“Follow the yellow brick road.”
An exhausted pregnant woman sits in a dank hallway, telling the tale of the “Wizard of Oz” to her unborn child in a weak attempt to make a metaphor about a happy group of friends that help one of their group go home. And then some dude runs by, and the woman’s head explodes. That’s just par for the course in writer/director Paul Hough’s (The Angel, The Backyard) The Human Race. In a horror flick by way of Edgar Wright’s The World’s End (you’ll see–and not because it’s funny… it’s not), it’s probably a good idea to give a little more context for why your characters are in the situation they’re in. Consequently, the feature is an awkward foray into horror that fails to build any suspense or connection with the audience.
The Human Race is a wannabe horror film in which eighty competitors are pulled from their daily lives and placed into a nightmarish urban race track in which there are a few simple rules; don’t step off the track, or you will die; don’t get lapped twice, or you will die; don’t touch the grass, or you will die (I’m picturing some old man brandishing a cane at “those damn kids” and threatening death if they don’t get off his lawn). We follow disabled Army veteran Eddie (Eddie McGee) through the race with his best friend and old Army buddy Justin (Paul McCarthy-Boyington), and together watch the two try and rally their fellow competitors to stop the madness of the disembodied voice counting down the deaths of the others. Other characters include a bike racer who doesn’t speak much English, and a pair of deaf friends who communicate in sign language.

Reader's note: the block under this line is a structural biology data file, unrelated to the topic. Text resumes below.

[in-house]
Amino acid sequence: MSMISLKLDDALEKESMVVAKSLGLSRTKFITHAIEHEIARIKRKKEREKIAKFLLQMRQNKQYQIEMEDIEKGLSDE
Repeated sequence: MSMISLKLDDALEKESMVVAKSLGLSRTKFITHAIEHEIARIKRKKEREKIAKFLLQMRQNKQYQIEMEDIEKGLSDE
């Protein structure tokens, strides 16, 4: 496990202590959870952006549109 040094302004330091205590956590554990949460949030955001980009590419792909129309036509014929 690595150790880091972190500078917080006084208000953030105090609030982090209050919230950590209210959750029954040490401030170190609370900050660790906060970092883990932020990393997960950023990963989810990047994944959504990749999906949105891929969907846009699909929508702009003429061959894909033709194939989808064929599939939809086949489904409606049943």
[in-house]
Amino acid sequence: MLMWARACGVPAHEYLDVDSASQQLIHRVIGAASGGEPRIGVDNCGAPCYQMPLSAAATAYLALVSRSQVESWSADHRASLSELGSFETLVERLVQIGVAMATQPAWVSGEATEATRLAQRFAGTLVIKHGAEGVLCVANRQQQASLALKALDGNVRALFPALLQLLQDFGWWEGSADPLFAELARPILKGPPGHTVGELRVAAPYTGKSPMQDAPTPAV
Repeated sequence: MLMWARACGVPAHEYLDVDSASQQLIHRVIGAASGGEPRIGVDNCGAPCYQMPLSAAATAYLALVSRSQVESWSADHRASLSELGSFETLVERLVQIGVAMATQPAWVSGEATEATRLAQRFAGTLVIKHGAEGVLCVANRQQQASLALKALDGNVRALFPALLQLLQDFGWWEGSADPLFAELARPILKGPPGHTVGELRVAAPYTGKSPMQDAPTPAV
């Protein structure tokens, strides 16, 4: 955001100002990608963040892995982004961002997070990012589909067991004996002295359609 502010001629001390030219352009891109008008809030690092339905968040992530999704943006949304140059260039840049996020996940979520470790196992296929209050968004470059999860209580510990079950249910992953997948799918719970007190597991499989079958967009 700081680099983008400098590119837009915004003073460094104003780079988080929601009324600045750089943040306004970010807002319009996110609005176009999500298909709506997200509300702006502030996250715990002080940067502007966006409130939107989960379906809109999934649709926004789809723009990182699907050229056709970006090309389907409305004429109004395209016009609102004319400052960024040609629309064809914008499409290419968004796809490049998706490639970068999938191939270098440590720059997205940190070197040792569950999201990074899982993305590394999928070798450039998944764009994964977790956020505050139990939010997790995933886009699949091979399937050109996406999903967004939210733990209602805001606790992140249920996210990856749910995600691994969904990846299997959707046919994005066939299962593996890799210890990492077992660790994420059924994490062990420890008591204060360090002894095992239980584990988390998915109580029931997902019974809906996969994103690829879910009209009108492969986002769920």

Beyond the story of the race, you get a handful of barely-relevant backstories for some of the characters. In fact, while giving . You could cut those entire parts out of the movie and save everyone who watched the film those twenty minutes of their life. Literally the only one that does anything for the plot is Justin’s backstory of working with disabled children, because it shows that he knows sign language in order to communicate with the deaf people later on.
It’s a pretty basic plot, to be sure. Unfortunately, there’s not much else to talk about, and the ending makes me think of Giorgio Tsoukalos (this guy) sitting at a computer trying to think of an ending and finally saying “Aliens!” to no one in particular. It’s kind of like the end of Wright’s The World’s End, but without easing the viewer into the absurdity.
Each character fails to beyond one-dimensional, and the handful of attempts to make the viewer connect emotionally with a character are met with the abrupt kill of that character, severing any sort of emotional bond they might have with the film. For instance, the first eight minutes of the film are spent setting up the story of a girl who watches her sister suffer and die from an unnamed disease. Fast forwarding, the girl ends up diagnosed with the same disease, and does a montage of the girl getting healthy and finding out she’s in remission. …And then she is the very first person to die in this mysterious race, and not mentioned again in the film. It’s fine if the objective of the filmmaker was to simply show the triviality of a death in this film, but it’s another thing entirely to make this the first part of the film and waste the viewer’s time. Yet another nearly-successful attempt to get us to empathize with the film is by including a pair of children. They’re literally only in two scenes with some hackneyed dialogue, but by this point, it doesn’t really matter, because you’ve probably already checked out because of the cheesy head-exploding special effects.
In short, The Human Race is an awkward film that suffers from a lot of glaring problems in writing. The acting isn’t entirely unconvincing, if that’s something you really care about, but it’s far from enough to save the whole feature.
But it is enough to make your head explode.
Check it out on Scene-Stealers! http://www.scene-stealers.com/reviews/print-reviews/kickstarter-project-the-human-race-suffers-from-weak-script-not-budget/